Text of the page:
Scientists recently announced the discovery of 19 new species of praying mantis — nearly tripling the number of known species of bark mantises — and they appear to have some rather intelligent behaviors.

The mantises were found in Central and South American tropical rain forests and among museum collections. The findings were extensive enough that the genus Liturgusa was revised by Dr. Gavin Svenson, curator of invertebrate zoology at The Cleveland Museum of Natural History, who described the new species in the journal ZooKeys.

Liturgusa algorei, named after Al Gore for his environmental activism, was one of the new species identified. (Image source: Gavin Svenson, Cleveland Museum of Natural History)

Liturgusa algorei, named after Al Gore for his environmental activism, was one of the new species identified. (Image source: Gavin Svenson, Cleveland Museum of Natural History)

“Many of these groups have never been studied other than by the scientists that originally described some of the species, which in some cases is more than 100 years ago. This is exciting because enormous potential exists for advancing our understanding of praying mantis diversity just by looking within our existing museum collections and conducting a few field expeditions,” Svenson said.

The scientist described these neotropical bark mantises as “incredibly fast runners that live on the trunks and branches of trees,” which is unusual compared to other species that are “slow and methodical hunters.”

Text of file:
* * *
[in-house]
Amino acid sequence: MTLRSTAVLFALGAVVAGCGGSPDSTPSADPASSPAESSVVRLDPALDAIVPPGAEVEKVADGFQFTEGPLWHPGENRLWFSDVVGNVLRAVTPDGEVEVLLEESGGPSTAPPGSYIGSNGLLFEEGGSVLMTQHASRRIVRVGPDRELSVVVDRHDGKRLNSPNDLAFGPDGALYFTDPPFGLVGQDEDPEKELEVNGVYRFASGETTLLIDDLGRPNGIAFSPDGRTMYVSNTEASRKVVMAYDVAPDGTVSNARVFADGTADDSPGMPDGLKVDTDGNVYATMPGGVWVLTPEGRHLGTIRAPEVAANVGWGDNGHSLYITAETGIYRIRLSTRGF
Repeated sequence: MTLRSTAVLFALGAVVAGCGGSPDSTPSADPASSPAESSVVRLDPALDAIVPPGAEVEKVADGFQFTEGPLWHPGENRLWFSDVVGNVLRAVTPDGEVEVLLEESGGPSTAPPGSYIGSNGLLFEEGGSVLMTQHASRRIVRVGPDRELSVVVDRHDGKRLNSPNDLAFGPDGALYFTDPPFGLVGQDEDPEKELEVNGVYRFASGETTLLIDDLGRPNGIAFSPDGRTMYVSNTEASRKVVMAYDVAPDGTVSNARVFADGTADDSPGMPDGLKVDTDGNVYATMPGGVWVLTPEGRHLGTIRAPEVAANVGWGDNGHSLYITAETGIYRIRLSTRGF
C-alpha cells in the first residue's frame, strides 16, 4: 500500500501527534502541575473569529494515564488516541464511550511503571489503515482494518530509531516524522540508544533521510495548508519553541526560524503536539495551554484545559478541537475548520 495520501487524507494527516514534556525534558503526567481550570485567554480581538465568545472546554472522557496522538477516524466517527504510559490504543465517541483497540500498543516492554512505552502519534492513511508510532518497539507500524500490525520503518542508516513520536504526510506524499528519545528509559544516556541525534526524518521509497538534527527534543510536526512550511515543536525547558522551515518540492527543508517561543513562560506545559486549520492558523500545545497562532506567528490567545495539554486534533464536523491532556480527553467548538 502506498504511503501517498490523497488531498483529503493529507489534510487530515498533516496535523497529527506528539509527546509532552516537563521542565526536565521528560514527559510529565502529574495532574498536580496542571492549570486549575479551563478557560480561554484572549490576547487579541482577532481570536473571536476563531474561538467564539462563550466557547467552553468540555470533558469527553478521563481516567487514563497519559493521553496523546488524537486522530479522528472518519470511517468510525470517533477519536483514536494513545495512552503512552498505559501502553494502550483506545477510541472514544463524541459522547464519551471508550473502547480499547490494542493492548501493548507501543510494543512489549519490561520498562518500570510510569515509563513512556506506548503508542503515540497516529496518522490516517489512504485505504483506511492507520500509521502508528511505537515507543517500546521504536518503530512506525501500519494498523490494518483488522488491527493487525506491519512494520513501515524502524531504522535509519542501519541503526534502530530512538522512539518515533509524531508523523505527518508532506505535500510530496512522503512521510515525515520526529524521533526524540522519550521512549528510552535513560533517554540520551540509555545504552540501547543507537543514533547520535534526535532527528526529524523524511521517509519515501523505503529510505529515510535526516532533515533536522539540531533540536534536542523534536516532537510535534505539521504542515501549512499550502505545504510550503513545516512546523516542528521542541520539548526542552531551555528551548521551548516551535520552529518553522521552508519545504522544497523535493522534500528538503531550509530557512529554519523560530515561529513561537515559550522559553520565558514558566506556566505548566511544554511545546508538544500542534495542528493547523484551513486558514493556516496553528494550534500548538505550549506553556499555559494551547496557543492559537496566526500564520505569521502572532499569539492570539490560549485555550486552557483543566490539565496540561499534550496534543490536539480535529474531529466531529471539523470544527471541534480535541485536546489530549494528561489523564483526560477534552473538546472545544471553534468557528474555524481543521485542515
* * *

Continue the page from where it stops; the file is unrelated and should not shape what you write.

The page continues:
Svenson pointed out that these mantises were even more camouflaged than other species in their mimicry of bark, moss and lichens. They use their camouflage to hide but are also proactive at avoiding predators all together, running away from lizards before they’re spotted.

“This is an amazing behavior for an insect because it shows that they are not only relying on camouflage like most insects but are constantly monitoring their environment and taking action to run and hide,” Svenson said. “In addition, some species leap off the tree trunk to avoid capture and play dead after fluttering down to the forest floor since none of the species are strong fliers.”

Liturgusa krattorum (Image source: Gavin Svenson, Cleveland Museum of Natural History)

Liturgusa krattorum (Image source: Gavin Svenson, Cleveland Museum of Natural History)

As predators, the bark mantis pursue prey as opposed to ambushing them.

And in case you’re wondering, these species of bark mantises do not appear to exhibit cannibalism that many would erroneously attribute to all praying-mantis kind.